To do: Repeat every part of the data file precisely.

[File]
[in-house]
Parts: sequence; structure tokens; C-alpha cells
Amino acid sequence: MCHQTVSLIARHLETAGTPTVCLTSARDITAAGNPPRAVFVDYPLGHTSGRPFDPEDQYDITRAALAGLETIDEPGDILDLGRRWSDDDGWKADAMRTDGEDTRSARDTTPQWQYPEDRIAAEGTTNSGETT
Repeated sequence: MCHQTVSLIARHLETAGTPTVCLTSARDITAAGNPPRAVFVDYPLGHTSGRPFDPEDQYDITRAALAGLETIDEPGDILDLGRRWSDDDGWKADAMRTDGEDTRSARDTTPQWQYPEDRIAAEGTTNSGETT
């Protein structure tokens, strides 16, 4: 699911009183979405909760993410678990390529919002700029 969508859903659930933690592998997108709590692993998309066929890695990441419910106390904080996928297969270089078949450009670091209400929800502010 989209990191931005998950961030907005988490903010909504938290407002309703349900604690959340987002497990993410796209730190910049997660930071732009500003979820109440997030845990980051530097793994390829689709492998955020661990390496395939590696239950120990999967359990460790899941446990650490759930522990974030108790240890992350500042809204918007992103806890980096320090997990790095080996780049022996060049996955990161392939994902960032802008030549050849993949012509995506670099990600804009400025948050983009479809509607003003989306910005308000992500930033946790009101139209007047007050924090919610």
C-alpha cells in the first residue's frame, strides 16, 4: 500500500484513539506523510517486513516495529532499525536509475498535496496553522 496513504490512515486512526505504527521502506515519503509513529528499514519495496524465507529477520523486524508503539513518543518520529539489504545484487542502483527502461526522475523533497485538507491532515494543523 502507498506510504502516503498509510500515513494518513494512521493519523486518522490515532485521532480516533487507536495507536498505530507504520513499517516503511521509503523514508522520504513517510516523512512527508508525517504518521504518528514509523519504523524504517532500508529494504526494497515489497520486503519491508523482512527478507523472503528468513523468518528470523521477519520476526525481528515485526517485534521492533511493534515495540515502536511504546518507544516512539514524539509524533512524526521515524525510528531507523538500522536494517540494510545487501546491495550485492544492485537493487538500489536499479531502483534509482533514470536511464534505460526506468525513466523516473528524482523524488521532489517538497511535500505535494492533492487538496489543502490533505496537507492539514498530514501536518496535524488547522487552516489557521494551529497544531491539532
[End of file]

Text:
[in-house]
Parts: sequence; structure tokens; C-alpha cells
Amino acid sequence: MCHQTVSLIARHLETAGTPTVCLTSARDITAAGNPPRAVFVDYPLGHTSGRPFDPEDQYDITRAALAGLETIDEPGDILDLGRRWSDDDGWKADAMRTDGEDTRSARDTTPQWQYPEDRIAAEGTTNSGETT
Repeated sequence: MCHQTVSLIARHLETAGTPTVCLTSARDITAAGNPPRAVFVDYPLGHTSGRPFDPEDQYDITRAALAGLETIDEPGDILDLGRRWSDDDGWKADAMRTDGEDTRSARDTTPQWQYPEDRIAAEGTTNSGETT
């Protein structure tokens, strides 16, 4: 699911009183979405909760993410678990390529919002700029 969508859903659930933690592998997108709590692993998309066929890695990441419910106390904080996928297969270089078949450009670091209400929800502010 989209990191931005998950961030907005988490903010909504938290407002309703349900604690959340987002497990993410796209730190910049997660930071732009500003979820109440997030845990980051530097793994390829689709492998955020661990390496395939590696239950120990999967359990460790899941446990650490759930522990974030108790240890992350500042809204918007992103806890980096320090997990790095080996780049022996060049996955990161392939994902960032802008030549050849993949012509995506670099990600804009400025948050983009479809509607003003989306910005308000992500930033946790009101139209007047007050924090919610």
C-alpha cells in the first residue's frame, strides 16, 4: 500500500484513539506523510517486513516495529532499525536509475498535496496553522 496513504490512515486512526505504527521502506515519503509513529528499514519495496524465507529477520523486524508503539513518543518520529539489504545484487542502483527502461526522475523533497485538507491532515494543523 502507498506510504502516503498509510500515513494518513494512521493519523486518522490515532485521532480516533487507536495507536498505530507504520513499517516503511521509503523514508522520504513517510516523512512527508508525517504518521504518528514509523519504523524504517532500508529494504526494497515489497520486503519491508523482512527478507523472503528468513523468518528470523521477519520476526525481528515485526517485534521492533511493534515495540515502536511504546518507544516512539514524539509524533512524526521515524525510528531507523538500522536494517540494510545487501546491495550485492544492485537493487538500489536499479531502483534509482533514470536511464534505460526506468525513466523516473528524482523524488521532489517538497511535500505535494492533492487538496489543502490533505496537507492539514498530514501536518496535524488547522487552516489557521494551529497544531491539532